This argument seems, at the very least, valid. What’s crucial here is whether the posited equivalences are true. This takes us back to the perennial question of whether the state is necessarily a tool of class oppression–a question which I’ve set to the side for this first reading series but which we’ll pick up later. But let’s grant that for now and set that equivalence aside. Now, it’s clear that Marx endorsed the second equivalence between state and the exercise of political rule held, so, Lenin’s point carries: the proletariat state would, indeed, be a state in which the proletariat exercise political rule. What we’re left with, then, is the question of whether the exercise of political power is necessarily the exercise of violence by one class against the other.

Here, I begin to chafe a bit. It seems to me that there are at least two ways to think of the exercise of political power here. One is put in terms of the ability to cause violence and oppress, the other is put in terms of the actual use of violence and oppression. On the former view, one class has political power just in case it can cause violence against the other class (even if such violence is never used); on the latter, one class has political power just in case it does cause violence against the other.

The difference between the two can be illustrated as the difference between my having a handgun so I can fight off a potential burglar who comes into my house and my having a handgun and using it to actively hunt down burglars in my neighborhood. One view on power says that I have power in both cases (and am using it if and when I shoot a burglar); the other says that I only have the power insofar as I’m shooting burglars.

Taking this analogy to the state level, one might say that by gaining the ability to rule politically the proletariat state acquires the means to defend itself through the use of violence against the intrusions of the formerly powerful bourgeoisie. Now, this is markedly different from the stronger claim that in taking power the proletariat state must use violence to crush its opposition since that’s just what it means to have political power. This stronger reading takes it that there is no political power unless it is actively used to oppress and cause violence against the bourgeoisie while the weaker reading takes it that one can have political power insofar as one has the ability (used or otherwise) to cause violence to them.

The important point is that this distinction leaves room for a view of political rule in which the use of force and violence is reactive rather than proactive. This is perfectly compatible with the claim that the state is always a tool for oppression since, after all, tools retain their powers even when they’re not in use. It is also compatible with the claim that the state is an organization of political rule if we we grant that political rule involves the possibility of using force and not simply its actual use.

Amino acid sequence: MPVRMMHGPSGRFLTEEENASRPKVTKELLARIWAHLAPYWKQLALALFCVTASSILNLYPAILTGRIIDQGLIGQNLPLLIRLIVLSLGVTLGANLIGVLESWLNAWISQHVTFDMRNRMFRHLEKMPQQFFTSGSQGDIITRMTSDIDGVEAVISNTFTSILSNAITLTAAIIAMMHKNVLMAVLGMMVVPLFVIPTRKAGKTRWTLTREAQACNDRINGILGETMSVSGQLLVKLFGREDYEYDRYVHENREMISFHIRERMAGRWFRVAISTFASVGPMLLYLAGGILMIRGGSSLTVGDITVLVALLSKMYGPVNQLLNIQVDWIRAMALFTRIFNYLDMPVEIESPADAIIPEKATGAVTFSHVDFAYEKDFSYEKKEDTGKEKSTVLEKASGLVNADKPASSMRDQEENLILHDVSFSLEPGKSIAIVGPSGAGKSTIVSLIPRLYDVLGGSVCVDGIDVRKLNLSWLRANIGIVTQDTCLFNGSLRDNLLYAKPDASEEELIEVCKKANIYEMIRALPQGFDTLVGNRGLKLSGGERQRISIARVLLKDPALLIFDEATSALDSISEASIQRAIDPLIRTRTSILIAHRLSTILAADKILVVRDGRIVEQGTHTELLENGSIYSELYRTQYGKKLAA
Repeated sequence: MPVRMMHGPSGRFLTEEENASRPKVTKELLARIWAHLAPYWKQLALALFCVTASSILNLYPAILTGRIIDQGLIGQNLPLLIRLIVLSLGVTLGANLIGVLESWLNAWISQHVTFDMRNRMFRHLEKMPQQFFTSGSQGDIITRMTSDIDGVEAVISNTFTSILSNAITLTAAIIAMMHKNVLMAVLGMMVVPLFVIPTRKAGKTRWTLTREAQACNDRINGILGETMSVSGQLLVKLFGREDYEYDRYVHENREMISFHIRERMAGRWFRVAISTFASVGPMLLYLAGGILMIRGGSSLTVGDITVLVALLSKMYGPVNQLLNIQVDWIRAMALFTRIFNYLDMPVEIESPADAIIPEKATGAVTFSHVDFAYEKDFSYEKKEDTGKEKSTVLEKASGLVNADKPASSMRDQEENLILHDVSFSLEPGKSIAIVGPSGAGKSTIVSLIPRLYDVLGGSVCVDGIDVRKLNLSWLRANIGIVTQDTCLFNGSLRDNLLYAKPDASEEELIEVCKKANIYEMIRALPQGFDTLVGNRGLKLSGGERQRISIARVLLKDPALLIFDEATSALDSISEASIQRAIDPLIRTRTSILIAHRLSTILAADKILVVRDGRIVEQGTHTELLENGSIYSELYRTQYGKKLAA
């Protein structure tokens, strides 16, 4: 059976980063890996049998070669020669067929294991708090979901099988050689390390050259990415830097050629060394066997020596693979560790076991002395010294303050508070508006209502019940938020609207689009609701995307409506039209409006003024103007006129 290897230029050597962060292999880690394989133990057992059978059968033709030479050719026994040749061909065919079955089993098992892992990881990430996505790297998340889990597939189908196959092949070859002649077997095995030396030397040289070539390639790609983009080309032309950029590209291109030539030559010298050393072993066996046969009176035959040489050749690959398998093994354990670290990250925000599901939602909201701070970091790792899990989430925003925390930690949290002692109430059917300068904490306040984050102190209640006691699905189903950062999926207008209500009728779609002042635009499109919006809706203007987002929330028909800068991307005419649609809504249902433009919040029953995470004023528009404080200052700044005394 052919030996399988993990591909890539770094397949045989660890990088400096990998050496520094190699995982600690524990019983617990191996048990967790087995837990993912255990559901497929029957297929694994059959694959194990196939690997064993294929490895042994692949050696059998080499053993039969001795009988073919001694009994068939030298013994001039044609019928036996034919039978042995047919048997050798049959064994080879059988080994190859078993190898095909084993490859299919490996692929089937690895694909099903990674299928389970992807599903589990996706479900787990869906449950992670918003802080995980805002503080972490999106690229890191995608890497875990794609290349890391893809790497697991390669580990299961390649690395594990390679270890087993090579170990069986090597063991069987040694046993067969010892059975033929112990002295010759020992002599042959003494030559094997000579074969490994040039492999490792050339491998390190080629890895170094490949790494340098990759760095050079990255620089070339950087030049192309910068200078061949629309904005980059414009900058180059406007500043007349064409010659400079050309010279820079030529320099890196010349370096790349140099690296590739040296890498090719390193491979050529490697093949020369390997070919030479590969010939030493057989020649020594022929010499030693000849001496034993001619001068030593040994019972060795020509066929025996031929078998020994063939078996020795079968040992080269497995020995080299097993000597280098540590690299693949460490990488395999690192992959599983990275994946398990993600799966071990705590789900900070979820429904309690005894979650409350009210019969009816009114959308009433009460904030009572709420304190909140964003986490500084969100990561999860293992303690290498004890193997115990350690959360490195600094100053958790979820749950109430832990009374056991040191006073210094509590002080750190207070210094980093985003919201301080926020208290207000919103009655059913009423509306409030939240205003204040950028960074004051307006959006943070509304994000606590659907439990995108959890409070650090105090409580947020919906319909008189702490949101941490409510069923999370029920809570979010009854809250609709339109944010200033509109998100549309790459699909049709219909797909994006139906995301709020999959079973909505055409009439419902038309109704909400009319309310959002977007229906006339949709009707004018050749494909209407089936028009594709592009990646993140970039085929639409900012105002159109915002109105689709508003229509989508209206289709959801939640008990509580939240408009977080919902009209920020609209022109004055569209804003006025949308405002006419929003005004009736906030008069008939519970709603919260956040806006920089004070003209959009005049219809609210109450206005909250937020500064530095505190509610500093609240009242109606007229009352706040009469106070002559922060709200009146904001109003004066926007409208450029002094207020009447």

Again, the difference here in practice is the difference between having a political body which capable of defending the revolution with arms and a political body whose purpose is to kill the enemies of the revolution.

I think it’s not exactly clear which version Lenin is advocating for here. If I squint hard enough I can see him as strictly advocating for the former, weaker version–after all, he does say that the proletariat must transform itself into a class “capable of crushing the inevitable and desperate resistance of the bourgeoisie” [emphasis mine]. Thus, one could read him as merely arguing that the proletariat class must be one that violently overthrows the oppressive state, then maintains its monopoly on violence until such a time that it is no longer needed. But part of me thinks that he’s really pushing for the stronger view that the rule of the proletariat state needs to be proactively violent until there’s no more classes to be violent against.

I don’t see the weaker version as objectionable. Or, at the very least, I don’t see it as unreasonable. However, the stronger version still makes me uncomfortable since it seems to rely on this kind of fetishization of violence that I just don’t care for. I’m also not convinced that the view of power that underlies this version and which rests on the claim that power just is the active use of violence is a good one.

Finally, something needs to be said about the role of the party that sneaks into the very end of the section and which lays the grounds for a single party state. I tried to present the argument in the most charitable way possible in the summary section by pointing out that the way the definitions of the state and political power are laid out excludes the possibility of a state that’s comprised of bourgeois and proletariat parties. This might be true, but it’s clear that Lenin has set things up that makes it almost impossible for a plurality of, say, proletariat parties to work in a state as well. This is because every party that has the same (proper) reading for Marx will, de facto, just be the same party, and every party that doesn’t have that reading will either be opportunistic, or in the worst case, a class enemy that must be destroyed to protect the revolution. What this means is that there will always be one party that has things right, and a bunch of others that must either be defeated or united by force under the party doctrine.

This, for what it’s worth, is something that it seems to me comes purely from Lenin and isn’t to be found in Marx. He doesn’t use any quotes from Marx or Engels to support this, and it seems to me to be entirely brought in from Lenin’s own views about the importance of the party.

“Look over there! Enemies of the revolution!” – Lenin (probably)

2. The Revolution Summed Up


So, what did Marx make of the ’48-’51 revolution? His full assessment is in The Eighteenth Brumaire of Louis Bonaparte (EB) from which Lenin specifically focuses on Marx’s claim that the revolution failed in France because it tried to work within the state. Here’s Marx: